A Martian day isn’t too different in length from a terrestrial day — it’s only about 37 minutes longer. But over time, all those minutes add up to offset a Martian day, called a sol, from Earthly schedules.

And it turns out that’s a pain for the people who manage Martian robots like the InSight lander — people like payload systems engineer Farah Alibay. The InSight team is small enough that the members don’t break into shifts like the humans behind the Curiosity rover do; instead, they work as one group, Alibay told Space.com in an interview. 

The people on the team also want to work during the Martian night, while the spacecraft isn’t working. So they signed on yesterday at 3 p.m. local time at NASA’s Jet Propulsion Laboratory in California (6 p.m. EST, 2300 GMT) for a shift lasting 12 hours, Alibay said before InSight landed. But if they always followed Martian time, their schedule would drift 37 minutes from day to day, which is hard for people to manage. [NASA’s InSight Mars Lander: Full Coverage]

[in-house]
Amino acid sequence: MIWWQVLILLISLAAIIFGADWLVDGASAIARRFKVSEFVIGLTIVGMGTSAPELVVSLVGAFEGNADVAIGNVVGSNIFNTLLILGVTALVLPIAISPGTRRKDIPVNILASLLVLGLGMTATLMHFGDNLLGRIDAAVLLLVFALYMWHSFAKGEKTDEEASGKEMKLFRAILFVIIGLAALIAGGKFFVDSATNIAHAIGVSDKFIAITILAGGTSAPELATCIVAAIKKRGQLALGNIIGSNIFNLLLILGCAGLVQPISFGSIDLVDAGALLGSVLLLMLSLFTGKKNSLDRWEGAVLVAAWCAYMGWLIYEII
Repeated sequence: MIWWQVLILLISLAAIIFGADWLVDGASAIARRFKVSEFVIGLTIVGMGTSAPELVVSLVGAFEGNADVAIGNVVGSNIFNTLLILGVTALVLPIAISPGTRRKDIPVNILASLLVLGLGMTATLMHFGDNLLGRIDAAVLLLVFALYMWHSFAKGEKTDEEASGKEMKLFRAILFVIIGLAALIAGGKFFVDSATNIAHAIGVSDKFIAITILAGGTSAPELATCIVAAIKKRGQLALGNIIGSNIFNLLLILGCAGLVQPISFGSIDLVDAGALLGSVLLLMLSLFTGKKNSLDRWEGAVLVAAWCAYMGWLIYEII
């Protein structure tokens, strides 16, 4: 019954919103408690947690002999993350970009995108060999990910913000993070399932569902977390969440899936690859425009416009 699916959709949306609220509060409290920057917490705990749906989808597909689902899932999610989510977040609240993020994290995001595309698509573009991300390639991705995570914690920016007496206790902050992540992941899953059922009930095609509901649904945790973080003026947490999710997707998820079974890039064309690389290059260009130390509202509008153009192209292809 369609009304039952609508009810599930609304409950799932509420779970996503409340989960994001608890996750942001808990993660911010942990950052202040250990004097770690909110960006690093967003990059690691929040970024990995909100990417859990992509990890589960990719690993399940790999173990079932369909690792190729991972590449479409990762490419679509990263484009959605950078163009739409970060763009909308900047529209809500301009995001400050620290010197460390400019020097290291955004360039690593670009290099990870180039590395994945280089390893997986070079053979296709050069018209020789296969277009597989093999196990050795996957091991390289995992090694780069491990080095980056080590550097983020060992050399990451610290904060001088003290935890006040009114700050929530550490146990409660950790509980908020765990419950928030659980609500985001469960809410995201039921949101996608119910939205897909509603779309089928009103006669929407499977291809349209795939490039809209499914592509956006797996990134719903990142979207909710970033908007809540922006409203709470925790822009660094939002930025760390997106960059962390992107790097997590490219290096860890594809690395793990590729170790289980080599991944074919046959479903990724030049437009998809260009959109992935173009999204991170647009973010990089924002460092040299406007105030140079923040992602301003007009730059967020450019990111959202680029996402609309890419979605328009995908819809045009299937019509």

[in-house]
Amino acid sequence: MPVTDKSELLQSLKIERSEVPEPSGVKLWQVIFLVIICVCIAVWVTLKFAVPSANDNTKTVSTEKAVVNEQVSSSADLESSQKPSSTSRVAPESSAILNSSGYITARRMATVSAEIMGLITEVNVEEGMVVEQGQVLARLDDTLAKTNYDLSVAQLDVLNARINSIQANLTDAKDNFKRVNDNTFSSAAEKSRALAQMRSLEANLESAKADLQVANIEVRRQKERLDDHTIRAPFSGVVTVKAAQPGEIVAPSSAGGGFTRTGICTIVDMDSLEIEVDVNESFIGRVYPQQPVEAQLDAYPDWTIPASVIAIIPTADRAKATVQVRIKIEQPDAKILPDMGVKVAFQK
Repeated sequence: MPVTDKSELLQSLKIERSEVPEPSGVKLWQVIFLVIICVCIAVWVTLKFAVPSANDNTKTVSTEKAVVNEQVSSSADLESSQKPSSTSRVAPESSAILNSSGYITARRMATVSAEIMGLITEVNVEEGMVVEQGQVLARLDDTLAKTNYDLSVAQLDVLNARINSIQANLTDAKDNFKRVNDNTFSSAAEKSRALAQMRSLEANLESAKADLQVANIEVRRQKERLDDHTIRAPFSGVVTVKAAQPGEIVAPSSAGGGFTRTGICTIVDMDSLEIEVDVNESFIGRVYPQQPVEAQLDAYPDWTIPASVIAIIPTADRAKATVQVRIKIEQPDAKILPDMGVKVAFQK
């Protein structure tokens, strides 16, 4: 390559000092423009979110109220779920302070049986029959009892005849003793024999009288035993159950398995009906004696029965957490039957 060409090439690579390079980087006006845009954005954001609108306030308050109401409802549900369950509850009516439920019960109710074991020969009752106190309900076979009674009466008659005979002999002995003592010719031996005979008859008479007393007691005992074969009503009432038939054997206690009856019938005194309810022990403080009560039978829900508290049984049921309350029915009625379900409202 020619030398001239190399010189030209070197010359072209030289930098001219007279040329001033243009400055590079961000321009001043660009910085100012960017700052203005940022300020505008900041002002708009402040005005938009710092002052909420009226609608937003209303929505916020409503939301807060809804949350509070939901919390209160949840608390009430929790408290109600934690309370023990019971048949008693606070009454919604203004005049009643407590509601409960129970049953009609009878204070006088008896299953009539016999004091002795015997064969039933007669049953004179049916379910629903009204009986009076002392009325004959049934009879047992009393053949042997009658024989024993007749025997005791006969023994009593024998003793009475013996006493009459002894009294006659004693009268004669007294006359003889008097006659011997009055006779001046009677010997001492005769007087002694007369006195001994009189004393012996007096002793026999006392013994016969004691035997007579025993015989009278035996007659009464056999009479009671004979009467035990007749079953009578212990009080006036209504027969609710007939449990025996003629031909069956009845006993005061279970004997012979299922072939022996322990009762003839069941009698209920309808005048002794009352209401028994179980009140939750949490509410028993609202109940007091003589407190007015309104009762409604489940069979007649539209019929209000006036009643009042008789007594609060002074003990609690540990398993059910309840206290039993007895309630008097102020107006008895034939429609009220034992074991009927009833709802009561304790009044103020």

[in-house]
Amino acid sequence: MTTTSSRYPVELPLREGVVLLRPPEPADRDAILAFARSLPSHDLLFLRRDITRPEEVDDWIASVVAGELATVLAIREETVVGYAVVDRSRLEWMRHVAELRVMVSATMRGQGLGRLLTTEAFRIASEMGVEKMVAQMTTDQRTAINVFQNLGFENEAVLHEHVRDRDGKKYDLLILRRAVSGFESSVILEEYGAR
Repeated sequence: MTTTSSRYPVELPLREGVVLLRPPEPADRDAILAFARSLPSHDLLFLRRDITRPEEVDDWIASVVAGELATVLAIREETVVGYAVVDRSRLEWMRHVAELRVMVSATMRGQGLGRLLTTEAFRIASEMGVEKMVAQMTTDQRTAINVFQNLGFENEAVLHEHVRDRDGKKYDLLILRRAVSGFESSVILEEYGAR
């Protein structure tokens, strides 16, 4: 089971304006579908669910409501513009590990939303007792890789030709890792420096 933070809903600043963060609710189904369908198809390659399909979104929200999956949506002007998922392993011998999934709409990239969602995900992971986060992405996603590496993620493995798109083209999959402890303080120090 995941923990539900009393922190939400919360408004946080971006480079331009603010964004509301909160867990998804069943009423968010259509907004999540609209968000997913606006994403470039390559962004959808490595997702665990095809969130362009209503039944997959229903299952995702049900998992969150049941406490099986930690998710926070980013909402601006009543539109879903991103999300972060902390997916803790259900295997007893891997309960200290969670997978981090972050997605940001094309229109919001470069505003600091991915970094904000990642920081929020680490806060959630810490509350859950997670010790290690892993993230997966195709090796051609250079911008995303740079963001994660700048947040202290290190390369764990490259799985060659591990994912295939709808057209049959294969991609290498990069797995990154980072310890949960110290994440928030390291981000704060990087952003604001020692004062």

“Doing that shift every day is just too hard for human bodies,” Alibay said. So members of the team have worked out a compromise. “When the planets align and we’re able to work during our daytime and Martian nighttime, then we work every day, and then when they don’t, we work every other day. And there’s plenty of science analysis to be done on the ground in between those days anyway, so it kind of works out.”

The mission’s calendar will run in sols, with the landing on Nov. 26 marking Sol 0. (InSight’s science mission is scheduled to last 709 sols total, or nearly two terrestrial years.) So, for Alibay and her colleagues, who have to navigate Earthly sunrises, errands and family schedules while they work with the Insight lander, it’s a relief not to be stuck on Mars time for all 709 of those sols.

Space.com managing editor Tariq Malik contributed reporting to this article. Email Meghan Bartels at mbartels@space.com or follow her @meghanbartels. Follow us and Facebook. Original article on Space.com.

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